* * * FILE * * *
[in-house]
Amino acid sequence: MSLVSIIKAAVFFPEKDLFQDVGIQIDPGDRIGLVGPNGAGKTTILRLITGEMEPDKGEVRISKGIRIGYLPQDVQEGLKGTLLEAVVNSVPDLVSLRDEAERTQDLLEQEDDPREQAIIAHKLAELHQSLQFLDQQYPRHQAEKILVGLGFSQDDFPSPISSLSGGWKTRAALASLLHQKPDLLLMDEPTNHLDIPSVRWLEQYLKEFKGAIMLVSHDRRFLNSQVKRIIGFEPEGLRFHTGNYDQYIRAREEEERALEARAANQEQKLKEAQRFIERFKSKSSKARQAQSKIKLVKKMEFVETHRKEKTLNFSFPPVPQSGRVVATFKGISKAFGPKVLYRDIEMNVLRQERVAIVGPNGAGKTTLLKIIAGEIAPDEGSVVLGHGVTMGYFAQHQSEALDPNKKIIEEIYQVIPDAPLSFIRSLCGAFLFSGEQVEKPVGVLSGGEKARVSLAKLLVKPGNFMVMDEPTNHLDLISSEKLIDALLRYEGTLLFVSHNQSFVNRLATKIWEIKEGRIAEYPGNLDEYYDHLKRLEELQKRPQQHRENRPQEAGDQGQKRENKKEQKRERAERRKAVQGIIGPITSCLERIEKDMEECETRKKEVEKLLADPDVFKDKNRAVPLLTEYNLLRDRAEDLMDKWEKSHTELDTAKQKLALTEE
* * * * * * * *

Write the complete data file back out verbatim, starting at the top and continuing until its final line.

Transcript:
[in-house]
Amino acid sequence: MSLVSIIKAAVFFPEKDLFQDVGIQIDPGDRIGLVGPNGAGKTTILRLITGEMEPDKGEVRISKGIRIGYLPQDVQEGLKGTLLEAVVNSVPDLVSLRDEAERTQDLLEQEDDPREQAIIAHKLAELHQSLQFLDQQYPRHQAEKILVGLGFSQDDFPSPISSLSGGWKTRAALASLLHQKPDLLLMDEPTNHLDIPSVRWLEQYLKEFKGAIMLVSHDRRFLNSQVKRIIGFEPEGLRFHTGNYDQYIRAREEEERALEARAANQEQKLKEAQRFIERFKSKSSKARQAQSKIKLVKKMEFVETHRKEKTLNFSFPPVPQSGRVVATFKGISKAFGPKVLYRDIEMNVLRQERVAIVGPNGAGKTTLLKIIAGEIAPDEGSVVLGHGVTMGYFAQHQSEALDPNKKIIEEIYQVIPDAPLSFIRSLCGAFLFSGEQVEKPVGVLSGGEKARVSLAKLLVKPGNFMVMDEPTNHLDLISSEKLIDALLRYEGTLLFVSHNQSFVNRLATKIWEIKEGRIAEYPGNLDEYYDHLKRLEELQKRPQQHRENRPQEAGDQGQKRENKKEQKRERAERRKAVQGIIGPITSCLERIEKDMEECETRKKEVEKLLADPDVFKDKNRAVPLLTEYNLLRDRAEDLMDKWEKSHTELDTAKQKLALTEE